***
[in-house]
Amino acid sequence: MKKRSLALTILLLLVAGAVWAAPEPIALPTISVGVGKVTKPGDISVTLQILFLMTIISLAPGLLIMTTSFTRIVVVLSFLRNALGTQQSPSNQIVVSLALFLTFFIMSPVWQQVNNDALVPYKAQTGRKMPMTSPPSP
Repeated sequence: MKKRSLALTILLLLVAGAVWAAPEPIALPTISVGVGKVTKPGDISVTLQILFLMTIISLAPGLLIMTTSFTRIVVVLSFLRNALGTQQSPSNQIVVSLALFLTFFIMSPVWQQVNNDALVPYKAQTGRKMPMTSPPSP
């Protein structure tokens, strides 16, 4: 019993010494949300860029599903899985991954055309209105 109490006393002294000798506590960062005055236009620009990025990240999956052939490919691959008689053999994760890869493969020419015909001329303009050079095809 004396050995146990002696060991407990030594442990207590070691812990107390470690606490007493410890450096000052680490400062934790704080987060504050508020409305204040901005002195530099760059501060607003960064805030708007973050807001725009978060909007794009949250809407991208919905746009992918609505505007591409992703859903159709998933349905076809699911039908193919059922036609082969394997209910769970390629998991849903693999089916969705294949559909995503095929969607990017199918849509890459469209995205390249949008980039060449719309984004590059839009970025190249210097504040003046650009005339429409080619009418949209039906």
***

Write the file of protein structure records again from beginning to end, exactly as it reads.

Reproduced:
[in-house]
Amino acid sequence: MKKRSLALTILLLLVAGAVWAAPEPIALPTISVGVGKVTKPGDISVTLQILFLMTIISLAPGLLIMTTSFTRIVVVLSFLRNALGTQQSPSNQIVVSLALFLTFFIMSPVWQQVNNDALVPYKAQTGRKMPMTSPPSP
Repeated sequence: MKKRSLALTILLLLVAGAVWAAPEPIALPTISVGVGKVTKPGDISVTLQILFLMTIISLAPGLLIMTTSFTRIVVVLSFLRNALGTQQSPSNQIVVSLALFLTFFIMSPVWQQVNNDALVPYKAQTGRKMPMTSPPSP
């Protein structure tokens, strides 16, 4: 019993010494949300860029599903899985991954055309209105 109490006393002294000798506590960062005055236009620009990025990240999956052939490919691959008689053999994760890869493969020419015909001329303009050079095809 004396050995146990002696060991407990030594442990207590070691812990107390470690606490007493410890450096000052680490400062934790704080987060504050508020409305204040901005002195530099760059501060607003960064805030708007973050807001725009978060909007794009949250809407991208919905746009992918609505505007591409992703859903159709998933349905076809699911039908193919059922036609082969394997209910769970390629998991849903693999089916969705294949559909995503095929969607990017199918849509890459469209995205390249949008980039060449719309984004590059839009970025190249210097504040003046650009005339429409080619009418949209039906």